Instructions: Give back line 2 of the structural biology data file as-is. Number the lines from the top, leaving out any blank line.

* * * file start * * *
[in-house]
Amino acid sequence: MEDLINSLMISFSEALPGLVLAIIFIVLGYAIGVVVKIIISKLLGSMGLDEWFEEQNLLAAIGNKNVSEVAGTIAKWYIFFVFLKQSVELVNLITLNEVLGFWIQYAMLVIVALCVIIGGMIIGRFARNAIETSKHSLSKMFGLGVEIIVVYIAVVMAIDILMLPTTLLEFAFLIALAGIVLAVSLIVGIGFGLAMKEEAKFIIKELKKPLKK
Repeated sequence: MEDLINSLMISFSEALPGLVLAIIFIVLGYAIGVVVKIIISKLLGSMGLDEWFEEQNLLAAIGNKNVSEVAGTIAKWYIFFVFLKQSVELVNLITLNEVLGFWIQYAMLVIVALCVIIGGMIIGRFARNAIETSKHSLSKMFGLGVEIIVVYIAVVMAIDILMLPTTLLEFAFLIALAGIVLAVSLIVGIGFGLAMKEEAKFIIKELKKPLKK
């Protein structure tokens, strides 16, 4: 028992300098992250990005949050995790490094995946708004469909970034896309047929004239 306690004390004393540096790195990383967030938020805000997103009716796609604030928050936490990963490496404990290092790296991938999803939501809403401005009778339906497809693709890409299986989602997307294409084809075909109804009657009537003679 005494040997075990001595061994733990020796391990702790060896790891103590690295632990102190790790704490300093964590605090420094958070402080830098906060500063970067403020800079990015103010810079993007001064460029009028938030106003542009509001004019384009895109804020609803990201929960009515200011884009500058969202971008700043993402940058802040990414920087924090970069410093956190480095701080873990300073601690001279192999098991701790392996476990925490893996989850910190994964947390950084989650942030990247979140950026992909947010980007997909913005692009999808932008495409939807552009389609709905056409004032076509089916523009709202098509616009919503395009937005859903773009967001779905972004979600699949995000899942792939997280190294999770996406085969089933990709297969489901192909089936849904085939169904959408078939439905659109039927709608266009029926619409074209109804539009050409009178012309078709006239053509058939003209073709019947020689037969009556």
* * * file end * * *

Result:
Amino acid sequence: MEDLINSLMISFSEALPGLVLAIIFIVLGYAIGVVVKIIISKLLGSMGLDEWFEEQNLLAAIGNKNVSEVAGTIAKWYIFFVFLKQSVELVNLITLNEVLGFWIQYAMLVIVALCVIIGGMIIGRFARNAIETSKHSLSKMFGLGVEIIVVYIAVVMAIDILMLPTTLLEFAFLIALAGIVLAVSLIVGIGFGLAMKEEAKFIIKELKKPLKK